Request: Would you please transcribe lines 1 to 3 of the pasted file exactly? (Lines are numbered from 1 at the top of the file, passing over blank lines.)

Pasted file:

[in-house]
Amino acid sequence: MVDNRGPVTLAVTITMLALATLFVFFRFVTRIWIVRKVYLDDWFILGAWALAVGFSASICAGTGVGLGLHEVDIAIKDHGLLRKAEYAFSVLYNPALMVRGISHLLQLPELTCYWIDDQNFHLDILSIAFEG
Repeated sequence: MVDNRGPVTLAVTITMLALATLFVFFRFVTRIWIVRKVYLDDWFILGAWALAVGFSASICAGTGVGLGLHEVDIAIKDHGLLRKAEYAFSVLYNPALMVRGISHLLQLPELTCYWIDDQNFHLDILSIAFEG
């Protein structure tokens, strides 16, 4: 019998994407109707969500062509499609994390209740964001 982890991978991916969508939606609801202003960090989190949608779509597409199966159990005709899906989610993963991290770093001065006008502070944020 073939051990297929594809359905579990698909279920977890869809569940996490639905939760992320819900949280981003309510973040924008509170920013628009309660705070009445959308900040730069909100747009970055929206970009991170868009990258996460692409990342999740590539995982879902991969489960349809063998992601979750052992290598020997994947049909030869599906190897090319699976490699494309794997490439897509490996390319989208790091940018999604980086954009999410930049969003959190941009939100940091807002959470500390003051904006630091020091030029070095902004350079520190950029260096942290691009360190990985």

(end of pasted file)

[in-house]
Amino acid sequence: MVDNRGPVTLAVTITMLALATLFVFFRFVTRIWIVRKVYLDDWFILGAWALAVGFSASICAGTGVGLGLHEVDIAIKDHGLLRKAEYAFSVLYNPALMVRGISHLLQLPELTCYWIDDQNFHLDILSIAFEG
Repeated sequence: MVDNRGPVTLAVTITMLALATLFVFFRFVTRIWIVRKVYLDDWFILGAWALAVGFSASICAGTGVGLGLHEVDIAIKDHGLLRKAEYAFSVLYNPALMVRGISHLLQLPELTCYWIDDQNFHLDILSIAFEG